At the church where I work at the moment we have spent much of the last three months focusing in the youth work on evangelism and apologetics. It’s been great to see young people trying to share their faith, trying to answer the questions and challenges their friends have, so in many ways it could not have been more timely to receive a book on how to better use apologetics.
In the UK at least, the same questions and issues come up: suffering, the arrogance of God, homosexuality, and so on; and yet many Christians let alone young people and students seem incapable of being able to answer the questions. In one sense Koukl’s book won’t help, it doesn’t give you pat down answers for these issues, it simply encourages you to read your Bible and other Christian resources more. But where it is truly brilliant, and something I’ve not seen before, is it shows ways in which you can create scaffolding for your points, or how to take down the other persons, at times, ridiculous claims – regardless of the issue. Unless you’ve learnt how to debate this is a great tool to be given, and one that even following a theology degree full of class debates, I will be coming back to time and time again.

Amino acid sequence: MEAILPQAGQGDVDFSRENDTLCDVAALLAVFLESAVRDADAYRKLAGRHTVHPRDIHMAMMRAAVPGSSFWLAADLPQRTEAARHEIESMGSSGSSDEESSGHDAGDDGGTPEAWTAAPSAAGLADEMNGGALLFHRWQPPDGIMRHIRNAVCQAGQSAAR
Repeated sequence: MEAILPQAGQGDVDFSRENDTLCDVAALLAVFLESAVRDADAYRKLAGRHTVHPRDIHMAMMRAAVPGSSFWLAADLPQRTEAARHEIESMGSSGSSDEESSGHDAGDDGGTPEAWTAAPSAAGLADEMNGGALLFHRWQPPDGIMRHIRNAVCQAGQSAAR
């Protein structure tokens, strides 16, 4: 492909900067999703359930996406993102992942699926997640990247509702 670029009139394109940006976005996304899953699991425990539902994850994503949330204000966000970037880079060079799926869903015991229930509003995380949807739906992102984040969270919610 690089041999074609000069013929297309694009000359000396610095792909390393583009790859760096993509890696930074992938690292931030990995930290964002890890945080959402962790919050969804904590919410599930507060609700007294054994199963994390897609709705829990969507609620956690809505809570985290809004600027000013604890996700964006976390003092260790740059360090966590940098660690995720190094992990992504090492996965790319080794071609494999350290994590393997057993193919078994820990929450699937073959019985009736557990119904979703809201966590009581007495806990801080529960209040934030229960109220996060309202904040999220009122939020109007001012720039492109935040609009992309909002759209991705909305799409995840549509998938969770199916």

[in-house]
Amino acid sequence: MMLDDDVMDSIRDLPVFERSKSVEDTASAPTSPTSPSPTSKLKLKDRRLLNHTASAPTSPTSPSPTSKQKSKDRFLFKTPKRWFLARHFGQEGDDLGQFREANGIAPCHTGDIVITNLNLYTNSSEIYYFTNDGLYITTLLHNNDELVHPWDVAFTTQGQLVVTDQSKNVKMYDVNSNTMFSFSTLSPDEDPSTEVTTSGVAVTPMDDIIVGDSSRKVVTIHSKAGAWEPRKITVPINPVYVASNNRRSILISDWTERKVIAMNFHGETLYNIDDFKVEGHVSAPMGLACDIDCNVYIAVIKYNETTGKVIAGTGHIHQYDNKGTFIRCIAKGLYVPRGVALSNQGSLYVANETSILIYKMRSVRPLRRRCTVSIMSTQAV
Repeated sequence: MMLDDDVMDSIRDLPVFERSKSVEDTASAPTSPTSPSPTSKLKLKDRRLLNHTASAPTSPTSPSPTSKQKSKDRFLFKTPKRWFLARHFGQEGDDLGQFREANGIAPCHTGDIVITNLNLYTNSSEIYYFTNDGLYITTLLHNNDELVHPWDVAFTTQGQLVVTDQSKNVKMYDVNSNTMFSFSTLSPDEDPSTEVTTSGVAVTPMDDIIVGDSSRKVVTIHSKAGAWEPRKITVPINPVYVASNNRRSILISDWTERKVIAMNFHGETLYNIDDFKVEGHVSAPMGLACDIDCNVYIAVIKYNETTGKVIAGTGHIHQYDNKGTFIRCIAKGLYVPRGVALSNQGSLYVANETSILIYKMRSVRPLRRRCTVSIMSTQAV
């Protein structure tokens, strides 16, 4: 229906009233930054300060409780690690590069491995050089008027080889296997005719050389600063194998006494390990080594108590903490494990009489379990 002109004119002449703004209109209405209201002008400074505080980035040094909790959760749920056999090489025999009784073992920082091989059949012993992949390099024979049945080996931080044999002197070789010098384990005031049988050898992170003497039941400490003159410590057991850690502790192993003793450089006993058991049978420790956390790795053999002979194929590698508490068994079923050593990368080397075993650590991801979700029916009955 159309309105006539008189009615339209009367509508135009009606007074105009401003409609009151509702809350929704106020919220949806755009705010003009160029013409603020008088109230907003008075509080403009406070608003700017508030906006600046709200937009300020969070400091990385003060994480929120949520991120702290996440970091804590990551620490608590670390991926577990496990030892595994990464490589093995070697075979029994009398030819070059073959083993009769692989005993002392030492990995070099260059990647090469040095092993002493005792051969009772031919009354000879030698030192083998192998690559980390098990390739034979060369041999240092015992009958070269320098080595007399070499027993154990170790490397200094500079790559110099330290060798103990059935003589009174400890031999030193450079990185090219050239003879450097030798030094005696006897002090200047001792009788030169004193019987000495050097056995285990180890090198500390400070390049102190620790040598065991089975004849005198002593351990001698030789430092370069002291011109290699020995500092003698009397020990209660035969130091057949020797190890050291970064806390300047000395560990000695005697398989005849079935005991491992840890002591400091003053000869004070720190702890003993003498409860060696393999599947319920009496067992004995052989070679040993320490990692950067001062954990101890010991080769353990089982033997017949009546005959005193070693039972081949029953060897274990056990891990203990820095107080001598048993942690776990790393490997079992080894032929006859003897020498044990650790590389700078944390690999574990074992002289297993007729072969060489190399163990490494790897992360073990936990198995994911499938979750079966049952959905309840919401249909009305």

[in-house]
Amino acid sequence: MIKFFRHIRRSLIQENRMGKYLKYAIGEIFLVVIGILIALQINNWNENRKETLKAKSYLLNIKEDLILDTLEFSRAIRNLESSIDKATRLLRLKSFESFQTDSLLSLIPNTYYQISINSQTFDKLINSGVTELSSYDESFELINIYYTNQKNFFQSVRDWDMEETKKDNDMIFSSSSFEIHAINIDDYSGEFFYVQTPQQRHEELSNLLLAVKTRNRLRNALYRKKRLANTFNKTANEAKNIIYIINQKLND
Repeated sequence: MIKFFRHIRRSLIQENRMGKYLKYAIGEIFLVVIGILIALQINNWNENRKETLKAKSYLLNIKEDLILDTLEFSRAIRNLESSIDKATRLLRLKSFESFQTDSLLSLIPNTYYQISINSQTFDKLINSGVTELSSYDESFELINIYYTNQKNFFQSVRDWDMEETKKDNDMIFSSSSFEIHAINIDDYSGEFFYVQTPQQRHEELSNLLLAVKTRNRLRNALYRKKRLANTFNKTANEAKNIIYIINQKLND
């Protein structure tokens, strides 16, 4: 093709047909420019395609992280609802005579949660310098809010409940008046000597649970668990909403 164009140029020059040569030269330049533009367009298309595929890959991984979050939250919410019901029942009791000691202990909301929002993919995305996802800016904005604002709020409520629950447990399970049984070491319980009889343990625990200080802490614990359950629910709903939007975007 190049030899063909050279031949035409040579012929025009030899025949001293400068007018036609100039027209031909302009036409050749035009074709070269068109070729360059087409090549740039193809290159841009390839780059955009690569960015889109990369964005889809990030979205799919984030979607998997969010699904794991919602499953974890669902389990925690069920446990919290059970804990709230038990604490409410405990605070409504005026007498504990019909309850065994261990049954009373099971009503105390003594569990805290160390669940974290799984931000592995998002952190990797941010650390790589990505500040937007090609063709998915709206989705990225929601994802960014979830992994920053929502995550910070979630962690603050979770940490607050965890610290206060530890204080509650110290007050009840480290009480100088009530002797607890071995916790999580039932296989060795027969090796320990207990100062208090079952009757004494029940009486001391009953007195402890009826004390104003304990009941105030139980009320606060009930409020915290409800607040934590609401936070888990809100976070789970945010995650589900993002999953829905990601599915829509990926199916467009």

Grammatically it is easy to read, but there is a reasonable amount of philosophical thought in the book, so probably not one to give every teenager in the youth ministry, but certainly one I will be throwing out to some of our 16+ year olds. If you have a big student ministry this could be a book you want small groups or prayer triplets to be sitting and reading.
When February comes, go get yourself a copy of this book – there isn’t anything else like this that I’ve read, and yet it is so needed.